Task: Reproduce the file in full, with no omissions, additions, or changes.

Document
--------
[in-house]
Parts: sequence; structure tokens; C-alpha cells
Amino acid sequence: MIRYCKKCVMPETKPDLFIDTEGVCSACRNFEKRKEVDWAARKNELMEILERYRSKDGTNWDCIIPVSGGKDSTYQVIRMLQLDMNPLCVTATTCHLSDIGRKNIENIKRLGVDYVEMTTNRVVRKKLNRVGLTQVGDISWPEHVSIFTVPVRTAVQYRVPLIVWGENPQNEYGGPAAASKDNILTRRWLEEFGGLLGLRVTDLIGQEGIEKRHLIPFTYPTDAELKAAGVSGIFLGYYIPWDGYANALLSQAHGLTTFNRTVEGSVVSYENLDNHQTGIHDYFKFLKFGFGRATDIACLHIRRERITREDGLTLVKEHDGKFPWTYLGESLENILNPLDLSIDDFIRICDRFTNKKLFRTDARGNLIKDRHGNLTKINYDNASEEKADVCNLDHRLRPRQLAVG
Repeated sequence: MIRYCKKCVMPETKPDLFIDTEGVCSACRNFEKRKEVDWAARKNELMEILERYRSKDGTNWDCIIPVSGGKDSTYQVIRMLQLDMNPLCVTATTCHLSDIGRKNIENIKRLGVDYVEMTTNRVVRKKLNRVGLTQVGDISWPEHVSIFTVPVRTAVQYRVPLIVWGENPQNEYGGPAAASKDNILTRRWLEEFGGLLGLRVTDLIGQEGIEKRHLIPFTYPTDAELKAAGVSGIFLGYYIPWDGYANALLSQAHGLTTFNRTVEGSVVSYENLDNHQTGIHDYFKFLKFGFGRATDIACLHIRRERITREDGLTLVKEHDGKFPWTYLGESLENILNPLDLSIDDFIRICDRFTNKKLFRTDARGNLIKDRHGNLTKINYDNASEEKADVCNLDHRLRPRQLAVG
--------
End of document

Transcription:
[in-house]
Parts: sequence; structure tokens; C-alpha cells
Amino acid sequence: MIRYCKKCVMPETKPDLFIDTEGVCSACRNFEKRKEVDWAARKNELMEILERYRSKDGTNWDCIIPVSGGKDSTYQVIRMLQLDMNPLCVTATTCHLSDIGRKNIENIKRLGVDYVEMTTNRVVRKKLNRVGLTQVGDISWPEHVSIFTVPVRTAVQYRVPLIVWGENPQNEYGGPAAASKDNILTRRWLEEFGGLLGLRVTDLIGQEGIEKRHLIPFTYPTDAELKAAGVSGIFLGYYIPWDGYANALLSQAHGLTTFNRTVEGSVVSYENLDNHQTGIHDYFKFLKFGFGRATDIACLHIRRERITREDGLTLVKEHDGKFPWTYLGESLENILNPLDLSIDDFIRICDRFTNKKLFRTDARGNLIKDRHGNLTKINYDNASEEKADVCNLDHRLRPRQLAVG
Repeated sequence: MIRYCKKCVMPETKPDLFIDTEGVCSACRNFEKRKEVDWAARKNELMEILERYRSKDGTNWDCIIPVSGGKDSTYQVIRMLQLDMNPLCVTATTCHLSDIGRKNIENIKRLGVDYVEMTTNRVVRKKLNRVGLTQVGDISWPEHVSIFTVPVRTAVQYRVPLIVWGENPQNEYGGPAAASKDNILTRRWLEEFGGLLGLRVTDLIGQEGIEKRHLIPFTYPTDAELKAAGVSGIFLGYYIPWDGYANALLSQAHGLTTFNRTVEGSVVSYENLDNHQTGIHDYFKFLKFGFGRATDIACLHIRRERITREDGLTLVKEHDGKFPWTYLGESLENILNPLDLSIDDFIRICDRFTNKKLFRTDARGNLIKDRHGNLTKINYDNASEEKADVCNLDHRLRPRQLAVG